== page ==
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Hay-producing areas report below average season

published: September 2nd 2020
by: Adam Russell
source: Texas AgriLife Today

A bevy of issues amounted to below-average yields for most hay producers in East and Central Texas, according to Texas A&M AgriLife Extension Serviceexperts

Vanessa Corriher-Olson, Ph.D., AgriLife Extension forage specialist, Overton, said many hay producers missed out on multiple cuttings due to weather conditions or lower yields due to pasture conditions or pest infestations.

“I think we’re a little lower on production than we’re used to,” she said. “A lot of hay producers in East Texas have had production issues this season.”

Corriher-Olson said the hay season started later than usual due to cooler temperatures in May, which delayed Bermuda grass growth almost a month. AgriLife Extension recommends cutting Bermuda grass every 21-28 days, which is typically the peak quality for fertilized fields that receive average rains.

“This year, many producers didn’t get their first cutting until June,” she said. “I think there was an evening in May where the temperatures dipped into the 30s, and Bermuda grass doesn’t produce significant growth until nighttime temperatures are consistently 60 degrees for several days.”

Following the late start, Corriher-Olson said she received a higher-than-usual call volume from producers regarding thinning Bermuda grass stands and dead spots in hay meadows. There were also more calls about crab grass control options from producers.

Then a summer dry spell set in, she said.

“There has been some intermittent, scattered rain, but we’ve definitely had less rainfall than in recent years,” she said. “Most producers got three cuttings, but many who only got two may not get a third if we don’t get good rains from now until November. Even then, pasture production will depend on fertilizer application, and producers are hesitant to invest time and money unless they see a high probability of rain in the forecast.”

Corriher-Olson said expected rains from Hurricane Laura did not materialize for much of the state. She expected, given the extended dry conditions, armyworm infestations could follow those storms. So far, most armyworm activity has been sporadic, and mass pasture casualties have been avoided.

“Rains and cooler temperatures could change things quickly,” she said. “And it could be critical for any last cutting to be aware of conditions that might bring armyworms out.”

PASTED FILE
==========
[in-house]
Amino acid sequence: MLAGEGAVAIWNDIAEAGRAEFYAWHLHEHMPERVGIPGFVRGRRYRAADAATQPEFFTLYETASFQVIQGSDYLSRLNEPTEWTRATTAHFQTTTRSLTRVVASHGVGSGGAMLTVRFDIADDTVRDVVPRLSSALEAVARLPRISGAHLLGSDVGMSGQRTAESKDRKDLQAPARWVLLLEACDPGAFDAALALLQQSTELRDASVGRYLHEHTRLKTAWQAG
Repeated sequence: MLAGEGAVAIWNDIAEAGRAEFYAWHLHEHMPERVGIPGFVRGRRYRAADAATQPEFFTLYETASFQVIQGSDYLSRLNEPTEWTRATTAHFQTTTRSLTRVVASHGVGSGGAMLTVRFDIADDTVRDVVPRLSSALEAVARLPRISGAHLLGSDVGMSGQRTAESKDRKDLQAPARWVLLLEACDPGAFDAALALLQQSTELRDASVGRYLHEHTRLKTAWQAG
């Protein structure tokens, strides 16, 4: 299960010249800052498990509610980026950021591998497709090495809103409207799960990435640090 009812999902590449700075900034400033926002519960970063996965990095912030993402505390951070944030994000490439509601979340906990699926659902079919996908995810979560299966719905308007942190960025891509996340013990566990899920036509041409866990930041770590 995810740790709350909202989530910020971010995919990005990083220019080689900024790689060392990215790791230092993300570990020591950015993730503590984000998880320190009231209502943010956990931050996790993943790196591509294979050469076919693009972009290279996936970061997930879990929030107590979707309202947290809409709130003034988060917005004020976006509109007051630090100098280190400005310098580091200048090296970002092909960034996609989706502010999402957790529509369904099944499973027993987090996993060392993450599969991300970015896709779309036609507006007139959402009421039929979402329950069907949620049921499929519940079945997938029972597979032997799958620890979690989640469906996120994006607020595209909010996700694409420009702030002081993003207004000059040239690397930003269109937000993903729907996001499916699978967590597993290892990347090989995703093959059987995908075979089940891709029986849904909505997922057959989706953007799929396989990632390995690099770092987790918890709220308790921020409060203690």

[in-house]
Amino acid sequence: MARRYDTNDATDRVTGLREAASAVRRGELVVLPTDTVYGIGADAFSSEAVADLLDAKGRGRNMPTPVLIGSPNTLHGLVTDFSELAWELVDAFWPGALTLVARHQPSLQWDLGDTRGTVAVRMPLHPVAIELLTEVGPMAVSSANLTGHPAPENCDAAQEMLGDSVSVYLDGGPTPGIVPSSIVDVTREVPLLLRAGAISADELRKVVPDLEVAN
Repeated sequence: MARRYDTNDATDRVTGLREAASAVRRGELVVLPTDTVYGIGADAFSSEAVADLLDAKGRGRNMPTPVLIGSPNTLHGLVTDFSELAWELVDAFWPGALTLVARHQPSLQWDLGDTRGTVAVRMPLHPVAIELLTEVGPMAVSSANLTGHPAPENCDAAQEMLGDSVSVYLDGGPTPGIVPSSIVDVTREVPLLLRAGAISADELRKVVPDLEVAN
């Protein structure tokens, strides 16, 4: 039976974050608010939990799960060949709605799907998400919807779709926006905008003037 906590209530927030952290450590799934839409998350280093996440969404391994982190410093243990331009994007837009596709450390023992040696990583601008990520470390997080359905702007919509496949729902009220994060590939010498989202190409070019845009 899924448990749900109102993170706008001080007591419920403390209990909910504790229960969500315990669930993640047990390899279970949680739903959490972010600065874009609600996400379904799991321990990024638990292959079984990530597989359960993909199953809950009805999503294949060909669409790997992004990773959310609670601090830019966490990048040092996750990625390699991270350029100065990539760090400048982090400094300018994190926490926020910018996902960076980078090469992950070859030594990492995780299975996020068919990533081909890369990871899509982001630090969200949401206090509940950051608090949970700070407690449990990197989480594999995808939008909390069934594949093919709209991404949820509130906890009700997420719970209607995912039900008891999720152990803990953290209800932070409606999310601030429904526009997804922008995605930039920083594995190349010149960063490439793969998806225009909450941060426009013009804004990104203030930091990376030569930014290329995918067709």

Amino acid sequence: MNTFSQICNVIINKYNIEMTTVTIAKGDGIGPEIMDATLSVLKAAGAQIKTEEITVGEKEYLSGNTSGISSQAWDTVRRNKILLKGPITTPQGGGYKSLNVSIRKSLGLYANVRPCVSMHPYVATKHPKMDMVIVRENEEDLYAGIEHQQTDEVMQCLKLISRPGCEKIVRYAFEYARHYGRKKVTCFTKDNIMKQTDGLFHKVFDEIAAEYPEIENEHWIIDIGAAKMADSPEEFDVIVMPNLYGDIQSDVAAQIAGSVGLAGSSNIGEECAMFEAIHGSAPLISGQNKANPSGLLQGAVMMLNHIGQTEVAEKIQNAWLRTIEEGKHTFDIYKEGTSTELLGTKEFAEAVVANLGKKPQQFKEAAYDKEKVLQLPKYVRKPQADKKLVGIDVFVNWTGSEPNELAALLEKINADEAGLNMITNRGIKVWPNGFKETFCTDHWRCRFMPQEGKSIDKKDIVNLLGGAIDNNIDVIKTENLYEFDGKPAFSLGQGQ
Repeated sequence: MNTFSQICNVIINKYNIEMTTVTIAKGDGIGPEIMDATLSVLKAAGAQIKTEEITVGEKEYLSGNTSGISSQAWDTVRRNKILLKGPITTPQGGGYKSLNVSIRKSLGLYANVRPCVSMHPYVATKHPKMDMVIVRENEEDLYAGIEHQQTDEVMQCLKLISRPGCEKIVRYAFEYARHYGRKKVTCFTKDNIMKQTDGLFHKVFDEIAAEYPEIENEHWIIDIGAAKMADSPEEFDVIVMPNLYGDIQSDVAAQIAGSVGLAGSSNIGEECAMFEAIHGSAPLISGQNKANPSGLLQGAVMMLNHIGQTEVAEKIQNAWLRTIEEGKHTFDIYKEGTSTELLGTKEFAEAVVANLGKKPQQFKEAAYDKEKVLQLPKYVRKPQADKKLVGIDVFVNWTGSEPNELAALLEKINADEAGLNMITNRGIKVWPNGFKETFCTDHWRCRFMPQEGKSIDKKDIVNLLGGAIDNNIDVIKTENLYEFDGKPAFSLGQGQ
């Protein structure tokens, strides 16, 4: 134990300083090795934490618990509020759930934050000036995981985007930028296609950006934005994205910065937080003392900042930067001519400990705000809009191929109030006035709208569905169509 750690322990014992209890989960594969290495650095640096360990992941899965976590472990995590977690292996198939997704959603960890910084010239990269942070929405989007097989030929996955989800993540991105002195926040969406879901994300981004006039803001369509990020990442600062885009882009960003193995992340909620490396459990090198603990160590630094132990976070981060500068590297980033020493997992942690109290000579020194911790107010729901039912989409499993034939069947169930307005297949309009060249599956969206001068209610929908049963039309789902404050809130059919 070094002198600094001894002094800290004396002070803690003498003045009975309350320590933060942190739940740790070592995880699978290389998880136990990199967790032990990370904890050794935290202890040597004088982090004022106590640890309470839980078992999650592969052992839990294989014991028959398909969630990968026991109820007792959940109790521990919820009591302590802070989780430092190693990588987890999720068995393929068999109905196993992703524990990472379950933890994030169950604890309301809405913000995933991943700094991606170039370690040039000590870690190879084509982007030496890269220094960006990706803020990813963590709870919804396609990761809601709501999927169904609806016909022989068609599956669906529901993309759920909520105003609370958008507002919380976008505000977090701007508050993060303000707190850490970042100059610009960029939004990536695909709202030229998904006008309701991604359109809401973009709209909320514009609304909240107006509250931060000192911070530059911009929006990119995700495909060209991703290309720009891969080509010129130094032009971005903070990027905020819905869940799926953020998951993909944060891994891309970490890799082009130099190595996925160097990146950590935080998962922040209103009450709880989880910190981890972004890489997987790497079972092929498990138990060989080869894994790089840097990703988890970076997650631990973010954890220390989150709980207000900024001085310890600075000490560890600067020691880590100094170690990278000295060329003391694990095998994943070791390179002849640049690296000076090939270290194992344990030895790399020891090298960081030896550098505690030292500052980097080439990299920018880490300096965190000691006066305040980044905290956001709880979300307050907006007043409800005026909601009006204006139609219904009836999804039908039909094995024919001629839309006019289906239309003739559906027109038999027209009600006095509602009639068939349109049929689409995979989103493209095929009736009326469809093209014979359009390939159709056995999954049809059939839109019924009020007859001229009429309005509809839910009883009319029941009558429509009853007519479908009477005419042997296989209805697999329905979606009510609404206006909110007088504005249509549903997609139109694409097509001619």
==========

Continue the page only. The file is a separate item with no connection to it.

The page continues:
Winter hay stocks and forage

Corriher-Olson said she doesn’t have a good estimate for where winter hay stocks sit for most East Texas producers because of COVID-19 restriction

“Hopefully, cattle producers who haven’t hit their typical bale counts are looking at planting winter forages this fall,” she said.

Corriher-Olson said there are a few options for pastures if they miss rains and potential yields aren’t enough to warrant baling. Producers can graze it out or leave it standing.

“Leaving it standing is a good thing because you haven’t depleted the root structure,” she said. “That will help carry the forage going into next season, and it provides some competition against winter weeds. Excess thatch or stubble height can be handled with fire or shredding in January or early February while grasses are still dormant.”

In Central Texas, hay production was similarly short for producers without irrigation, said Shane McLellan, AgriLife Extension agent, McClennan County.

Conditions were too wet early in the season for producers to clear ryegrass, McLellan said. Quality in those pastures was not great by the time producers made the first cutting.

Wet conditions cost producers one cutting, and a lack of rain will likely mean a poor final cutting, he said.

“Producers got two cuttings, maybe three in some cases,” McLellan said. “Irrigated pastures got four to five quality cuttings, but weather conditions and timing of fertilization and spraying weeds were big factors for success in June and July.”

Conditions south, north and west of McClennan County were even drier, he said.

“Usually north of us picks up more lines of storms and is wetter, but that didn’t happen this year,” McLellan said. “And as you go west it changes quickly. Even western parts of McClennan County received 10-15 inches less than my pastures did. There was a pretty distinct fault line in rain differential.”

McLellan said cattle operations west of McClennan County were buying hay at better-than-expected prices already.

“Some areas did better than others,” he said. “I’ve got more hay than ever, but I could’ve produced more without weather delays and not getting fertilizer and herbicides applied when they needed to be.”

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